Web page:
Hydrophobie (song)

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"Hydrophobie (or “The Skippers and the Quaker)"
Language English (Geordie)
Written c 1825
Published 1825
Lyricist(s) Robert Emery

Hydrophobie (or sometimes called “The Skipper and the Quaker") is a Geordie folk song written in the 19th century by Robert Emery, in a style deriving from music hall.

This song tells the tale of a Keelman who is bitten by a dog. The keelman and his crew frighten a Quaker passenger by pretending the dog bite has caused hydrophobia.


also called “Skipper and the Quaker”
air “Air - The Cameronian's Rant," or "X,Y,Z", or “Good morrow to your night cap"

As Skipper Carr an' Markie Dunn
Was gannin', drunk, thro' Sandgate --
A dog bit Mark, an' off did run,
But sair the poor sowl fand it.
The Skipper, in a voice se rough --
Aw warn'd, says he, it's mad eneugh --
Howay and get some Doctor's stuff,
For fear of Hydrophobie !

Fal de ral, &c.

Verse 2
The Doctor dress'd the wound se wide,
And left poor Markie smartin --
Then, for a joke, tells Carr, aside,
Mark wad gan mad, for sartin: --
Noo, Skipper, mind, when in yor keel,
Be sure that ye watch Markie weel,
If he begins to bark and squeel,
Depend It's Hydrophobie !


Verse 3
For Shields next day they sail'd wi' coal,
And tyeuk on board a Quaker,
Who wish'd to go as far's Dent's Hole,
To see a friend call'd Baker.
The Skipper whisper'd in his ear,
Wor Markie will gan mad, aw fear!
He'll bite us a'--sure as yor here,
We'll get the Hydrophobie !


Verse 4
Said Quack—I hope this can't be true,
Nay, friend, thou art mistaken;
We must not fear what man can do --
Yea! I will stand unshaken.
The Skipper, to complete the fun
Then told the Quaker what'd been done--
A dog'd bit Mark an'off did run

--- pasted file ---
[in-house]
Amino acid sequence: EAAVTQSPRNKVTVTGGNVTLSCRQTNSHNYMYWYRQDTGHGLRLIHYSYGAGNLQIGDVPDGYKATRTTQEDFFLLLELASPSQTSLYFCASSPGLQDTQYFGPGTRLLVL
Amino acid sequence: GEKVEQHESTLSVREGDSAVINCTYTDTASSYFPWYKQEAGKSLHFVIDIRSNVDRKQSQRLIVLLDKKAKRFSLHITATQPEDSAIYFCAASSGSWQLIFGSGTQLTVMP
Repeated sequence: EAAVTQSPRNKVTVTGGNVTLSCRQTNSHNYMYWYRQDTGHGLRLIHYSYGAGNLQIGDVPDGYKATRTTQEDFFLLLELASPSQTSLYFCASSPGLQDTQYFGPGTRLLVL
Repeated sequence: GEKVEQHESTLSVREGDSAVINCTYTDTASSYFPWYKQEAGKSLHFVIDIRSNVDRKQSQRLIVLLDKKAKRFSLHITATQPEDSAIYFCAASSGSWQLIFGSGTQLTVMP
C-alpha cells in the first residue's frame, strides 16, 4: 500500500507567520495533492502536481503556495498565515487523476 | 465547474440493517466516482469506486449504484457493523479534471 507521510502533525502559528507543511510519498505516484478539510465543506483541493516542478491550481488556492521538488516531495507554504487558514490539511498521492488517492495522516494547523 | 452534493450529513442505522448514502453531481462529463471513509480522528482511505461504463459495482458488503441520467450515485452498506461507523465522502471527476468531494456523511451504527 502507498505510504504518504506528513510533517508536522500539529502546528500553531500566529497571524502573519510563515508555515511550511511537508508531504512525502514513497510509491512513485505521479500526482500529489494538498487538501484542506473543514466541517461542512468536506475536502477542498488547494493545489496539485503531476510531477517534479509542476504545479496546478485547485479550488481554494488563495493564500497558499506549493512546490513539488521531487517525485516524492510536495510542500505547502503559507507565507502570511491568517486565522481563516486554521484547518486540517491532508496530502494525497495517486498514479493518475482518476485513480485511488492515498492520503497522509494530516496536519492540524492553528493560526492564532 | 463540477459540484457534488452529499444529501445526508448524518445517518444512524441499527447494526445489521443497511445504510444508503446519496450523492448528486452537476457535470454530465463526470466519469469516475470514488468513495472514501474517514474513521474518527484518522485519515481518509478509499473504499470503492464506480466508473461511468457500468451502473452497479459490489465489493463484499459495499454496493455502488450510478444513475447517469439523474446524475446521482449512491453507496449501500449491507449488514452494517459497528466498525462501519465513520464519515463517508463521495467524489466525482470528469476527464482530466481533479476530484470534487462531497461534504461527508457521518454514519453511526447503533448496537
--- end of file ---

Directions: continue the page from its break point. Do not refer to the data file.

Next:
An' browt on Hydrophobie !

In the original version, these last four lines had been:-

The Skipper, to complete the farce
Said Maister Quaker what's far warse,
A b------g dog bit Markie's a--e,
And browt on Hydrophobie !


Verse 5
Now Markie overheard their talk,
Thinks he—aw'll try the Quaker --
Makes P. D. to the huddock walk,
Of fun to be partaker :
To howl and bark he wasn't slack,
The Quaker ow'rboard in a crack,
With the fat Skipper on his back
For fear of Hydrophobie !


Verse 6
Now P. D. laugh'd to see the two,
Who, to be sav'd, were striving --
Mark haul'd them out, wi' much ado,
And call'd them culls for diving : --
The Quaker seun was put on shore,
For he was frighten'd verry sore --
The Skipper promis'd never more
To mention Hydrophobie !

Comments on variations to the above version[edit]

In the early 19th century, as today, there were cheap books and magazines.
Many of these “chapbooks” were on poor quality paper to a poor standard and with poor quality print. The works were copied with no thoughts of copyright, and the work required very little proof-reading, and what was done was not required to a high standard. Consequently, the dialect words of songs varied between editions.
As this was a very popular song, it appeared in numerous editions. The many versions published show considerable, some very minor, variations, mainly in the spelling of the words, and sometimes variations within the same edition. Some of the most common are listed below :-

a' and aw
aboard and on board
an' and
ashore and on shore
at and that
aw and aw's
call'd and called
dress'd and dresse'd
eneugh and enough
far's and far as
Howay and How-way
o'erboard, overboard and ow'rboard
oot and out
P. D. and Pee-Dee
sae, se and see
sav'd and saved
Shields and Shilds
som and some
soul and sowl
sure's and sure as
tells and towld
two and twe
verry and very
wi' and with
yor and yo'r

Specific differences
Verse 1 Line 4 may start with "And" or "But"
Verse 2 Line 6 may have the wors "when" missed thus reading "in yor keel"
Verse 4 Line 6 was first modified to "Said -- Master Quaker what is far warse
Verse 4 Line 7 was first modified to "A butchers dog bit Markie's a--e"


To follow

See also[edit]

Geordie dialect words


External links[edit]